The gentlemen from SIEMENS had a really cool story to tell because he works with different public schools to implement energy saving measures in exchange for allowing the students that participate in said efforts a shot at working with Northwestern Students in the implementation of their sustainability initiatives. A sort of big brother relationship, if you will, and certainly a resume booster!

The end of the meeting concluded and I emphasized to the group my eagerness to help the school with its sustainability initiatives in what ever way they see fit. I am going to present to the AP Science class about “sustainability as a career” in addition to whatever else the students are interested in a couple weeks. I will be sure to keep you posted!

That’s all for now, my packaging and sustainability friends.

I have been researching like crazy trying to find market research that proves that visual packaging not only adds to the perceived value of the product, but that “seeing it sells it,” which is attainable only through a plastic packaging medium. AND, I am so tired of hearing about the trials and tribulations of wrap rage (the reported frustration of consumers not being able to open clamshell packaging) that I am finding statistics on paper cuts vs. plastic cuts in the context of emergency room visits and in the process, found that more people injure themselves trying to pry apart frozen food then many more commonly-assumed accidents. Go figure!

See you tomorrow!

Hello and happy Tuesday! I hope everyone is having a jolly good day!

Because I just got done debriefing Dordan Sales Force about the Sustainable Packaging Coalition’s meeting in Phoenix last week, why not debrief you, too, my packaging and sustainability friends?

Please note that the SPC conducts its meetings under the Chatham House Rule, which is explained as follows:

“When a meeting, or part thereof, is held under the Chatham House Rule, participants are free to use the information received, but neither the identity nor the affiliation of the speaker(s), nor that of any other participant, may be revealed.”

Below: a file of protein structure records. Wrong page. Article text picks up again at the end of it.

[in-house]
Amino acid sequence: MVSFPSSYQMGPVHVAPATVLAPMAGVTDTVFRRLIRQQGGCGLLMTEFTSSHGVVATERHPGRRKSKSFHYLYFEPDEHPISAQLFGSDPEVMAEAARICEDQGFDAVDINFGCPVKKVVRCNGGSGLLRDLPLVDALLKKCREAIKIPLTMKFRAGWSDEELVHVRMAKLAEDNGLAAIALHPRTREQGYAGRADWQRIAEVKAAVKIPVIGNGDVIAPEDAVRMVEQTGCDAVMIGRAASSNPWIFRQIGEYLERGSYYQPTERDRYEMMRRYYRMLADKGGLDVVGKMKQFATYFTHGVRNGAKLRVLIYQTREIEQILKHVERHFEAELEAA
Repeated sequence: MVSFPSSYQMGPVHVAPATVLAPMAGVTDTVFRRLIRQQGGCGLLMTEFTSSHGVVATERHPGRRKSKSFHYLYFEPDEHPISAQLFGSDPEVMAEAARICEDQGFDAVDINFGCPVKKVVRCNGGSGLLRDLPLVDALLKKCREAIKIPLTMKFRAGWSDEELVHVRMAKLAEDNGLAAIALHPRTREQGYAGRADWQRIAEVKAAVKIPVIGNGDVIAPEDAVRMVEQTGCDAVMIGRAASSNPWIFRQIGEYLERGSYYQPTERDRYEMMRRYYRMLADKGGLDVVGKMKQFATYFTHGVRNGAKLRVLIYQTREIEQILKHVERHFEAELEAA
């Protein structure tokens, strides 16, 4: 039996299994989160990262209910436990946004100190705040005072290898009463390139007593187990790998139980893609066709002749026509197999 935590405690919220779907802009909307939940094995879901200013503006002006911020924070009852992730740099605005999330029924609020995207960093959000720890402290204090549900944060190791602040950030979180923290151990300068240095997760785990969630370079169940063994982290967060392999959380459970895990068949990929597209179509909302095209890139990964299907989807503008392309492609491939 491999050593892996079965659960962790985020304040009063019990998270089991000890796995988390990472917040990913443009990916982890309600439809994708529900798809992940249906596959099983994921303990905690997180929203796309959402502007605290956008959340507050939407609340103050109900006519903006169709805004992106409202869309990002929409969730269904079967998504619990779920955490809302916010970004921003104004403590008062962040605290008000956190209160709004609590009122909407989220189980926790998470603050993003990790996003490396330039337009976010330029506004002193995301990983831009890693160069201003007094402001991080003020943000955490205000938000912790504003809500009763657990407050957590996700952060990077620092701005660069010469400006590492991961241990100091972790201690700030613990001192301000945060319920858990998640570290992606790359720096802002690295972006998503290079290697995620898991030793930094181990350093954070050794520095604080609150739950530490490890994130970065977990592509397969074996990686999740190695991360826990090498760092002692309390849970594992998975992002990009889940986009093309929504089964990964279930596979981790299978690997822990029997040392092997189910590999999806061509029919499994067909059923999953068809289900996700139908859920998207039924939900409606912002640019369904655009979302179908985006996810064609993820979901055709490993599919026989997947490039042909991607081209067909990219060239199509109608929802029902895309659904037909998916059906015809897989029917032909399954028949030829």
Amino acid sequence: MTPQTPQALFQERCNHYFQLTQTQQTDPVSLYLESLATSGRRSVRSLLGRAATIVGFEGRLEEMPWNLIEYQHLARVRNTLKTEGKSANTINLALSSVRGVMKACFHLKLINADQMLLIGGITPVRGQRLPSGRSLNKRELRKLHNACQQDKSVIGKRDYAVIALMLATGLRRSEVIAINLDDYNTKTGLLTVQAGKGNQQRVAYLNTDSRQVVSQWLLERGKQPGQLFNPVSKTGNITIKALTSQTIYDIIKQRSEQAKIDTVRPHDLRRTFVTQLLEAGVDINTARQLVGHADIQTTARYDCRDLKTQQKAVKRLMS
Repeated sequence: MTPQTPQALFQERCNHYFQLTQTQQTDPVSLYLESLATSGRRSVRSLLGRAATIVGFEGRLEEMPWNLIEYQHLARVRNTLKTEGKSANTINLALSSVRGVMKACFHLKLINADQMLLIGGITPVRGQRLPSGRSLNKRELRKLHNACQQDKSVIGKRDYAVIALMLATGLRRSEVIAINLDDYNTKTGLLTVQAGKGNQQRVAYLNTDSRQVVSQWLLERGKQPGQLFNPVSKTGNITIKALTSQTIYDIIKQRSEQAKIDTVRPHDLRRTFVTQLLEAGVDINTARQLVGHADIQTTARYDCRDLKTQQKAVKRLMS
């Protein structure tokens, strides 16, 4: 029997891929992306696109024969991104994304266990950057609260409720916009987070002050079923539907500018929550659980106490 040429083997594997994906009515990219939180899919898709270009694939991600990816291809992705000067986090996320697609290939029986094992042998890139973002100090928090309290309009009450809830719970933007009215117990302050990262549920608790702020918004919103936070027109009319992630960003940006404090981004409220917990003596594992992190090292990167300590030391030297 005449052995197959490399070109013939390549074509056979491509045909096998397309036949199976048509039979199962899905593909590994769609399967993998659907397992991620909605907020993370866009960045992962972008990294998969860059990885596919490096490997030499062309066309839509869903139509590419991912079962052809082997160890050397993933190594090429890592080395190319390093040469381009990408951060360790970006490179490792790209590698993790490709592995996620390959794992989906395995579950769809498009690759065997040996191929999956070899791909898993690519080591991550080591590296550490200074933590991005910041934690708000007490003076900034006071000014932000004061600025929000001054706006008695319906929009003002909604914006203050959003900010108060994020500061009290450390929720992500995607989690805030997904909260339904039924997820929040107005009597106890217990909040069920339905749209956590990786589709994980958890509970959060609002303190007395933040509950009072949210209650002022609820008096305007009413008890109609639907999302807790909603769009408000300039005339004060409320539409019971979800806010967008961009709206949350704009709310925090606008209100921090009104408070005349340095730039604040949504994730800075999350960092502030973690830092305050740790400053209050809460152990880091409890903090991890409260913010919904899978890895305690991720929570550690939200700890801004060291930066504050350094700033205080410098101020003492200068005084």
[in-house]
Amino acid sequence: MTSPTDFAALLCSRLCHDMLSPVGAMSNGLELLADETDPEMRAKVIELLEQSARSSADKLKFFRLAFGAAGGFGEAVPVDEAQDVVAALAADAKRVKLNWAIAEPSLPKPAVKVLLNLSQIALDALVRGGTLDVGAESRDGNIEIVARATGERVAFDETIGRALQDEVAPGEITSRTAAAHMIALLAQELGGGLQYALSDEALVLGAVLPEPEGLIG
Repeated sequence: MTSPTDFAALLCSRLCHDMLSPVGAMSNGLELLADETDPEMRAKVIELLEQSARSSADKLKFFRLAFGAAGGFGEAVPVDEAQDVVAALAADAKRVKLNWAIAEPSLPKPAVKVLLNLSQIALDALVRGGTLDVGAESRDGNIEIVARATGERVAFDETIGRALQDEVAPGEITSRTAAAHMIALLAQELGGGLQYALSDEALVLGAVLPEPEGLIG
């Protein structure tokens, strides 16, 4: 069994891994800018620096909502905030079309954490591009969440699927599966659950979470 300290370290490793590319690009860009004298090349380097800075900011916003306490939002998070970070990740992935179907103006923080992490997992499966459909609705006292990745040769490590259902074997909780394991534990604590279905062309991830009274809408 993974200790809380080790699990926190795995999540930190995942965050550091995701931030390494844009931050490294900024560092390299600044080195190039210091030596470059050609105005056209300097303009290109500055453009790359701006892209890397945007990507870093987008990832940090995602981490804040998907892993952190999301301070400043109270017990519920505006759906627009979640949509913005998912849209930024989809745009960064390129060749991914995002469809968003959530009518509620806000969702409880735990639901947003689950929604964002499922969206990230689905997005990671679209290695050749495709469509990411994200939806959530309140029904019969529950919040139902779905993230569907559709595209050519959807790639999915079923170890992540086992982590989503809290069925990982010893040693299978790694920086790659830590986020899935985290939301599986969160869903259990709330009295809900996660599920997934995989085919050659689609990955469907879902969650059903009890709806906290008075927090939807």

Cool? Alright, let’s do it!

But before I begin, here’s a picture of an Arizonian cactus, which in the collective, is called “cacti;” who knew? Just try to imagine you are there in Phoenix…in a cold conference room…listening to discussions of EPR…ahhh, the memories.

As alluded to in a previous post, the topic of the fall SPC meeting in Phoenix was extended producer responsibility/product stewardship. I was first introduced to this complicated topic at the fall SPC meeting in Atlanta last year (yes, Phoenix marks my year anniversary for SPC membership!), when a representative from Environmental Packaging International (hereafter, EPI), discussed its role as a go between for industry and government in the context of complying with product stewardship/EPR legislation. Wow that was a mouth full; let me try again.

EPI, as per their website (http://www.enviro-pac.com/indexM.htm), is an organization that specializes in global packaging and product stewardship requirements. Because different countries have different EPR laws to abide by and therefore require different reporting and financing procedures, EPI provides a service to those companies required to take financial responsibility of the packaging and/or hazardous household waste they place on the market. While I am not sure what services they offer specifically, I assume it is some form of reporting/compliance/data management software, since fees are often times based on the amount of packaging material i.e. paper, glass, aluminum, etc. placed on the market by the party considered the “producer” and therefore require some diligent book keeping.